7. What is polio? | Khan Academy
    https://www.khanacademy.org/science/health-and-medicine/infectious-diseases/polio/a/what-is-polio
  8. VACCINE-DERIVED POLIOVIRUSES
    http://polioeradication.org/polio-today/polio-prevention/the-virus/vaccine-derived-polio-viruses/
  9. COFFEE WITH POLIO EXPERTS: CAROLYN SEIN, WHO
    http://polioeradication.org/news-post/coffee-with-polio-experts-carolyn-sein-who/
  10. Oral poliovirus vaccine | GPEI
    http://polioeradication.org/polio-today/polio-prevention/the-vaccines/opv/
  11. Controlling epidemics with transmissible vaccines
    https://journals.plos.org/plosone/article?id=10.1371/journal.pone.0196978
  12. Transmissible Viral Vaccines
    https://www.cell.com/trends/microbiology/fulltext/S0966-842X(17)30212-3?_returnURL=https%3A%2F%2Flinkinghub.elsevier.com%2Fretrieve%2Fpii%2FS0966842X17302123%3Fshowall%3Dtrue
  13. Polio will go, acute flaccid paralysis will stay
    https://www.thelancet.com/journals/lancet/article/PIIS0140-6736(14)61080-1/fulltext
  14. Acute Flaccid Paralysis (AFP) surveillance: the surveillance strategy for poliomyelitis eradication | WHO India
    http://www.searo.who.int/india/topics/poliomyelitis/acute_flaccid_paralysis_surveillance.pdf
  15. Polioviruses and other enteroviruses isolated from faecal samples of patients with acute flaccid paralysis in Australia, 1996–2004
    https://www.ncbi.nlm.nih.gov/pubmed/16737480
  16. Flaccid Paralysis of Acute Onset in Children (paywalled)
    https://www.ncbi.nlm.nih.gov/pubmed/5437598
  17. ACUTE ANTERIOR POLIOMYELITIS IN AN ADULT DUE TO INFECTION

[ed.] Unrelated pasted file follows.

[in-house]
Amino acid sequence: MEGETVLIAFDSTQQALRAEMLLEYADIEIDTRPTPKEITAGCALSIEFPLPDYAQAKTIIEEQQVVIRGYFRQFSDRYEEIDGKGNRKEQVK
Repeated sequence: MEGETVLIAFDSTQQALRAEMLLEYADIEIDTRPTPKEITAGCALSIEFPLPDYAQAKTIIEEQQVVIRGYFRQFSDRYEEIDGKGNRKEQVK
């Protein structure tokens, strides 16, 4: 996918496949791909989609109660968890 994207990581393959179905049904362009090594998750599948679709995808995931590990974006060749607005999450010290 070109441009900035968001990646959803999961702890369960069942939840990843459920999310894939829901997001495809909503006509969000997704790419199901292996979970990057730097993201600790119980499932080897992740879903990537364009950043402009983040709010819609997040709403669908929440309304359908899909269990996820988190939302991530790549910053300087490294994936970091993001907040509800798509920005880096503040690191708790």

https://jamanetwork.com/journals/jama/article-abstract/477446
  18. Infectious causes of acute flaccid paralysis
    https://www.ncbi.nlm.nih.gov/pubmed/14501988
  19. Acute Flaccid Paralysis and Enteroviral Infections
    https://www.ncbi.nlm.nih.gov/pubmed/29959591
  20. Acute Flaccid Paralysis | Queensland Hleath Guidance
    https://www.health.qld.gov.au/cdcg/index/afp
  21. INFANTILE PARALYSIS AN INFECTIOUS DISEASE
    https://www.thelancet.com/journals/lancet/article/PIIS0140-6736(01)50359-1/fulltext
  22. About Acute Flaccid Myelitis
    https://www.cdc.gov/acute-flaccid-myelitis/about-afm.html
  23. Longitudinal Outcomes in the 2014 Acute Flaccid Paralysis Cluster in Canada: A Nationwide Study
    https://www.ncbi.nlm.nih.gov/pubmed/28193112
  24. Field Guide Surveillance of Acute Flaccid Paralysis
    Child Health Division Department of Family Welfare Ministry of Health & Family Welfare New Delhi.
    Prepared with assistance from National Polio Surveillance Project – India | 18 November 2005.
    http://www.searo.who.int/india/topics/poliomyelitis/Field_guide_for_Surveillance_of_Acute_Flaccid_Paralysis_3rd_edition.pdf
  25. Enterovirus D68 and acute flaccid myelitis—evaluating the evidence for causality
    https://www.ncbi.nlm.nih.gov/pubmed/29482893